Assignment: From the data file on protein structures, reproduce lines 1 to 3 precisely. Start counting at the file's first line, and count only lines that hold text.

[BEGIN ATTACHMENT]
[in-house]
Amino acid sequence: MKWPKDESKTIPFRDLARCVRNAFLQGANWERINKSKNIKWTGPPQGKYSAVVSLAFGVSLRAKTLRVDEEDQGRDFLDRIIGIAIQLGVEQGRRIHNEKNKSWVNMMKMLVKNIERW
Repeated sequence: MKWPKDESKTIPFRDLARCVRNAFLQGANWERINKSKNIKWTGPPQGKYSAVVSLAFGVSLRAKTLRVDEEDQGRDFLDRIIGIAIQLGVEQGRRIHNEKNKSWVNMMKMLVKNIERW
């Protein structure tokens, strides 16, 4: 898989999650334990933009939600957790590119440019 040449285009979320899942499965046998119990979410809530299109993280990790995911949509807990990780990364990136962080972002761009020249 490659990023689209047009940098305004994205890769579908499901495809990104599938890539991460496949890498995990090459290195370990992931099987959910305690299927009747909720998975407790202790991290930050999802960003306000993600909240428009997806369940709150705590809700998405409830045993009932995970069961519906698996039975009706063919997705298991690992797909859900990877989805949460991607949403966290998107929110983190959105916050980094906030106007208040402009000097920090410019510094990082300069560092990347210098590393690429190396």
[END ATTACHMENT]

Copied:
[in-house]
Amino acid sequence: MKWPKDESKTIPFRDLARCVRNAFLQGANWERINKSKNIKWTGPPQGKYSAVVSLAFGVSLRAKTLRVDEEDQGRDFLDRIIGIAIQLGVEQGRRIHNEKNKSWVNMMKMLVKNIERW
Repeated sequence: MKWPKDESKTIPFRDLARCVRNAFLQGANWERINKSKNIKWTGPPQGKYSAVVSLAFGVSLRAKTLRVDEEDQGRDFLDRIIGIAIQLGVEQGRRIHNEKNKSWVNMMKMLVKNIERW